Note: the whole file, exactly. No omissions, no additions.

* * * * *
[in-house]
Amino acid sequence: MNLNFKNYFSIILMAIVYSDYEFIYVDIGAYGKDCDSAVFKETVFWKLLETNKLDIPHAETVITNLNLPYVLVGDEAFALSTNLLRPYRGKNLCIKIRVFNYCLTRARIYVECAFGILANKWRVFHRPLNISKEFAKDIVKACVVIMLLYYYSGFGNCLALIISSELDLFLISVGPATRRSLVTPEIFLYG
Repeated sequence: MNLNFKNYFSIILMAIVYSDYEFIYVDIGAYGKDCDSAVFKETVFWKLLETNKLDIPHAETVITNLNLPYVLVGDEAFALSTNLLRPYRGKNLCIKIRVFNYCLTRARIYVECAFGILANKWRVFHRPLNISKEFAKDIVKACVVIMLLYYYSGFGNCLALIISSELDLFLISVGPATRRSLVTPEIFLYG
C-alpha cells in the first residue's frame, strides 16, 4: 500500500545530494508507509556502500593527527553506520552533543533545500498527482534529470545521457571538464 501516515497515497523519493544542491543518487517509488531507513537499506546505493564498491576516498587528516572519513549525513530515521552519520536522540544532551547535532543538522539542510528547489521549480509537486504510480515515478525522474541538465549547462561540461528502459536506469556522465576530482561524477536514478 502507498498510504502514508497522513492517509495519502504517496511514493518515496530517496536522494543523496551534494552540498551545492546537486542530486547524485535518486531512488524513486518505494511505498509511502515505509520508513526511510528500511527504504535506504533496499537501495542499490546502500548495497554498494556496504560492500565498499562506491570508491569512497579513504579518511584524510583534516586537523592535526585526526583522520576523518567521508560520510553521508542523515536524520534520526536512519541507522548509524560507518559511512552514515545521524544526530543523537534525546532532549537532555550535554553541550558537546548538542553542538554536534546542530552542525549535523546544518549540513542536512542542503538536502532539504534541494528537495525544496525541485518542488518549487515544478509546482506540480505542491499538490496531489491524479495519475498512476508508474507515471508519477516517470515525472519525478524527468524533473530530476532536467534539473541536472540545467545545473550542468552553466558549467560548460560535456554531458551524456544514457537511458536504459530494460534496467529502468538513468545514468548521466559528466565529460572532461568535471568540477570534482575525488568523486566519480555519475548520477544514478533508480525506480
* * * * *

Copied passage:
[in-house]
Amino acid sequence: MNLNFKNYFSIILMAIVYSDYEFIYVDIGAYGKDCDSAVFKETVFWKLLETNKLDIPHAETVITNLNLPYVLVGDEAFALSTNLLRPYRGKNLCIKIRVFNYCLTRARIYVECAFGILANKWRVFHRPLNISKEFAKDIVKACVVIMLLYYYSGFGNCLALIISSELDLFLISVGPATRRSLVTPEIFLYG
Repeated sequence: MNLNFKNYFSIILMAIVYSDYEFIYVDIGAYGKDCDSAVFKETVFWKLLETNKLDIPHAETVITNLNLPYVLVGDEAFALSTNLLRPYRGKNLCIKIRVFNYCLTRARIYVECAFGILANKWRVFHRPLNISKEFAKDIVKACVVIMLLYYYSGFGNCLALIISSELDLFLISVGPATRRSLVTPEIFLYG
C-alpha cells in the first residue's frame, strides 16, 4: 500500500545530494508507509556502500593527527553506520552533543533545500498527482534529470545521457571538464 501516515497515497523519493544542491543518487517509488531507513537499506546505493564498491576516498587528516572519513549525513530515521552519520536522540544532551547535532543538522539542510528547489521549480509537486504510480515515478525522474541538465549547462561540461528502459536506469556522465576530482561524477536514478 502507498498510504502514508497522513492517509495519502504517496511514493518515496530517496536522494543523496551534494552540498551545492546537486542530486547524485535518486531512488524513486518505494511505498509511502515505509520508513526511510528500511527504504535506504533496499537501495542499490546502500548495497554498494556496504560492500565498499562506491570508491569512497579513504579518511584524510583534516586537523592535526585526526583522520576523518567521508560520510553521508542523515536524520534520526536512519541507522548509524560507518559511512552514515545521524544526530543523537534525546532532549537532555550535554553541550558537546548538542553542538554536534546542530552542525549535523546544518549540513542536512542542503538536502532539504534541494528537495525544496525541485518542488518549487515544478509546482506540480505542491499538490496531489491524479495519475498512476508508474507515471508519477516517470515525472519525478524527468524533473530530476532536467534539473541536472540545467545545473550542468552553466558549467560548460560535456554531458551524456544514457537511458536504459530494460534496467529502468538513468545514468548521466559528466565529460572532461568535471568540477570534482575525488568523486566519480555519475548520477544514478533508480525506480